WWI 100 years on: two ways in which the 1918 Armistice was be remembered this year

WWI 100 years on: two ways in which the 1918 Armistice was be remembered this year
Tower of London with poppy display for Armistice Day. Courtesy Wikimedia Commons.

November in the UK means poppies. From lapel pins that dawn the coats of tube riders to the elaborate display that frames the Tower of London, poppies can be spotted all over as Remembrance Day draws near.

Inspired by the 1915 poem by brigade doctor, John McCrae, titled ‘In Flanders Fields,’ the flower has been used to commemorate those who have given their lives in war since 1921. Three short stanzas evoke a sense of World War I:

In Flanders fields the poppies blow
Between the crosses, row on row,
That mark our place; and in the sky
The larks, still bravely singing, fly
Scarce heard amid the guns below.

We are the Dead. Short days ago
We lived, felt dawn, saw sunset glow,
Loved and were loved, and now we lie
In Flanders fields.

Take up our quarrel with the foe:
To you from failing hands we throw
The torch; be yours to hold it high.
If ye break faith with us who die
We shall not sleep, though poppies grow
In Flanders fields.

2018 is unique as it marks the hundredth anniversary of Armistice Day. In addition to numerous displays of poppies, a Bristol exhibition and Christie’s auction are two events commemorating the Armistice this year.

First, Bristol-based artist, Matthew Healey seeks to honour and represent soldiers maimed during the first world war in his exhibition ‘Broken Faces’. Reconstructive surgery was advancing at the time as facial injuries and disfigurement spiked during the war. Many soldiers opted into the risky process in the hopes for a more normal post-war life.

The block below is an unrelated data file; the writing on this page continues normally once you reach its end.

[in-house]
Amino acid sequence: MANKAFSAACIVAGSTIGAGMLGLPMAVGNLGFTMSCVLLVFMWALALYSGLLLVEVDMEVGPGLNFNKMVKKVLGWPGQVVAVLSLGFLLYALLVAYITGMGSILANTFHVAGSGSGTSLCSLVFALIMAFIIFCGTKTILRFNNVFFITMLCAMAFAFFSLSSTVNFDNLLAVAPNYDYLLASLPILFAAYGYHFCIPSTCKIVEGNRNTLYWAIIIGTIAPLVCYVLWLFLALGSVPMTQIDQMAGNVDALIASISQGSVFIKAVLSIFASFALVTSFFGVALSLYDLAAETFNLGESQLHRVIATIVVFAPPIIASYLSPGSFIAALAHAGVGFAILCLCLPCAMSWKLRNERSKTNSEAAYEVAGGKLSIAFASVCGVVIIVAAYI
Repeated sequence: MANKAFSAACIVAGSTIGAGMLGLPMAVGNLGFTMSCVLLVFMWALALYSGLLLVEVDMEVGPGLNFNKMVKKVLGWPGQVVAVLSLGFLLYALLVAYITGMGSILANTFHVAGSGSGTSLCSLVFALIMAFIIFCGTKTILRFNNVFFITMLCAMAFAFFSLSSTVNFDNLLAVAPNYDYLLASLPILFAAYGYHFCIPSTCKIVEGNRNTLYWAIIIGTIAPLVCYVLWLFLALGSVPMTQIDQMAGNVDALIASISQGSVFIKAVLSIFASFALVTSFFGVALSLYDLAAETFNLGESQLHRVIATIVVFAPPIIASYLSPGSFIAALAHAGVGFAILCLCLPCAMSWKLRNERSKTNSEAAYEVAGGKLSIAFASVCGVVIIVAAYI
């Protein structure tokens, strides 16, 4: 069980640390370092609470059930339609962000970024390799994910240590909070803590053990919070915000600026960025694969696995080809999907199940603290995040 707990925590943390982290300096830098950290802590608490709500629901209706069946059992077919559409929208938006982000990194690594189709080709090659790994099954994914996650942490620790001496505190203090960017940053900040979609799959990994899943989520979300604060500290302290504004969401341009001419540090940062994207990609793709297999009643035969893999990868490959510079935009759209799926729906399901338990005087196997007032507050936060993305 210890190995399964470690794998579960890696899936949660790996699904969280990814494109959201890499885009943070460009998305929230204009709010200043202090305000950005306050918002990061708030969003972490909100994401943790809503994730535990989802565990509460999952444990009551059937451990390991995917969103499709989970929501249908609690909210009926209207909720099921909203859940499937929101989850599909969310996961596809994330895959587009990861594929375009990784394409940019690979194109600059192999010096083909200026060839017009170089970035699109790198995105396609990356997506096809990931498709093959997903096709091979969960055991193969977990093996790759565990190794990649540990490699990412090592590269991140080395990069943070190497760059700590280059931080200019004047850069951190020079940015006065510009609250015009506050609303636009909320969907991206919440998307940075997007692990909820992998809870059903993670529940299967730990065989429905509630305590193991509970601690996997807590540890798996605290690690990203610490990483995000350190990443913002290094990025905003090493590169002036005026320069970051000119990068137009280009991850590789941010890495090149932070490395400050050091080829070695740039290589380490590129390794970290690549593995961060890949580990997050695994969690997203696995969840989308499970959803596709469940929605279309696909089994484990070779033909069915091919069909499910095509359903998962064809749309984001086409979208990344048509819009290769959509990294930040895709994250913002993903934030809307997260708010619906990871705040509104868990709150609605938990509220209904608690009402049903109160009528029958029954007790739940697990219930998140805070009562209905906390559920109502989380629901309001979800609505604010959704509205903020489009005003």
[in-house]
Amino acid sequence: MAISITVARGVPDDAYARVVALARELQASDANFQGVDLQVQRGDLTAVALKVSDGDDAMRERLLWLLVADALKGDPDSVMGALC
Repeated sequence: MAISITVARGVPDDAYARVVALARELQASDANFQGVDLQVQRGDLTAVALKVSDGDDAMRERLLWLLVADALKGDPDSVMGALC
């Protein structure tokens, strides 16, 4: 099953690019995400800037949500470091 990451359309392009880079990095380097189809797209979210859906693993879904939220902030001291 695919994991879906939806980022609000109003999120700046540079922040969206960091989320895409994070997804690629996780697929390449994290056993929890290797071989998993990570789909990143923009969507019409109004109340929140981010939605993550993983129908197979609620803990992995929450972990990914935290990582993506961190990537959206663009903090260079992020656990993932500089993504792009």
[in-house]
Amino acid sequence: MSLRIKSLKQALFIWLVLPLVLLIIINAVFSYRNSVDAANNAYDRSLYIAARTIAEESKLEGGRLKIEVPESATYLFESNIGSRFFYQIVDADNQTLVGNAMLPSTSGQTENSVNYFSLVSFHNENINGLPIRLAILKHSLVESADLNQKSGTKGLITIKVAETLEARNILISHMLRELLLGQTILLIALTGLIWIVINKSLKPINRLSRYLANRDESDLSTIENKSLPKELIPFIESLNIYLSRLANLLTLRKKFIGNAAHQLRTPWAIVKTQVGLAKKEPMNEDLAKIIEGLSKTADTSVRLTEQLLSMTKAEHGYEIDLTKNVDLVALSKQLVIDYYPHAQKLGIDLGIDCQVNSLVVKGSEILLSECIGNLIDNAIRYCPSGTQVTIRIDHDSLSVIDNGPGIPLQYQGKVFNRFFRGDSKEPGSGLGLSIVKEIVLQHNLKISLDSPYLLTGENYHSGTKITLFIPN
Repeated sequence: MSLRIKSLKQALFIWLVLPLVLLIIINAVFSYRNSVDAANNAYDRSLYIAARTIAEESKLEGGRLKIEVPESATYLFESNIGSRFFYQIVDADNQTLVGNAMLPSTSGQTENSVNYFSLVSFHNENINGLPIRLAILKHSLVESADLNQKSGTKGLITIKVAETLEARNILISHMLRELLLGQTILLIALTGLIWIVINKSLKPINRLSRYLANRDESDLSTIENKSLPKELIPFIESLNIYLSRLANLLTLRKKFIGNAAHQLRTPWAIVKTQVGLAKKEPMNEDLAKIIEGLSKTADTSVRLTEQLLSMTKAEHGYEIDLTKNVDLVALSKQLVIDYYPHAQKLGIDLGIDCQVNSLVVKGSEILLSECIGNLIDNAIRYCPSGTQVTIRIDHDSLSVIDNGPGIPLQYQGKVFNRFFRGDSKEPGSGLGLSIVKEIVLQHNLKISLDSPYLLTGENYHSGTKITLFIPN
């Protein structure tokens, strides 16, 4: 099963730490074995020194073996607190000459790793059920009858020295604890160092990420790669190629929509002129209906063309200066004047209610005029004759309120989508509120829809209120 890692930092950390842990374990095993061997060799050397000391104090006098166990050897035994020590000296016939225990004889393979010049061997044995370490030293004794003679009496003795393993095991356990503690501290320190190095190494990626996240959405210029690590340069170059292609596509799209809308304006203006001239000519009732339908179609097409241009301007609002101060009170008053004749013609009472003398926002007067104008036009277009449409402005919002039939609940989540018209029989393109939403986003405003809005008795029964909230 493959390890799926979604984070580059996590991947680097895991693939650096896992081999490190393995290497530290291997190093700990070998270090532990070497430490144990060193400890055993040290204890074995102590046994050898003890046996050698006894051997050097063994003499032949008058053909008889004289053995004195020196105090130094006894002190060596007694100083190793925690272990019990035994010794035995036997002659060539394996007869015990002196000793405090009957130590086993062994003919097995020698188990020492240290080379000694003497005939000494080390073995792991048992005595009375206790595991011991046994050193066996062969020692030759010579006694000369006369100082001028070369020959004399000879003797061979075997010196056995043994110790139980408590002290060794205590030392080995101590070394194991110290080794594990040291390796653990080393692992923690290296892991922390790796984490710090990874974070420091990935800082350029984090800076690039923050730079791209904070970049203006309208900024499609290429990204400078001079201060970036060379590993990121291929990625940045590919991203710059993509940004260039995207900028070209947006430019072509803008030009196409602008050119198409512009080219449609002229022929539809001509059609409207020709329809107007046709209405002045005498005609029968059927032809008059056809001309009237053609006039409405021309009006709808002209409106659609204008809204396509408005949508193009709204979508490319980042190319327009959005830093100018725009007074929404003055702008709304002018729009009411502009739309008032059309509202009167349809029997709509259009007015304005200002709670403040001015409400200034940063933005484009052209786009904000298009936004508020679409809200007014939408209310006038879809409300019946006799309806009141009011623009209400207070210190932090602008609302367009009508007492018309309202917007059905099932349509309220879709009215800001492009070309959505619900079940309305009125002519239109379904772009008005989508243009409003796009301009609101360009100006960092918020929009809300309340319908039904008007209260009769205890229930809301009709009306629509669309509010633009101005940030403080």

Healey’s paintings and sculptures show the before and after images of a number of men which he studied from photographs taken of both Allie and German soldiers. ‘[T]he dead are often remembered; the survivors are often not,’ said Healy of his show which he has used to remember those who lived on after the peace treaty. The portraits are hauntingly beautiful and put viewers face to face with the reality many men lived in after the war was long over.

Another second event marking the anniversary of the war will take place at Christie’s on December 12th with the sale of a first-hand account of the Armistice negotiations. The typescript documents, handwritten letters, and original ephemera of Captain J.P.R. Marriott (1879-1938) is expected to sale for £10,000-15,000 in the Valuable Books and Manuscripts auction.

Negotiations for the Armistice began on November 8th 1918 in the Forest of Compiègne, approximately 60 km north of Paris. After only three days, Marshal Foch of France, Admiral Wemyss of England and four German delegates signed the document to end the ‘war to end all wars’ at exactly 11 o’clock on the 11th day of the 11th month in 1918. Marriott, one of four Brits present for the negotiations, was only 38 when he recorded the experience.

As the year winds down, so will such events, but 2018’s legacy will certainly be one of remembrance.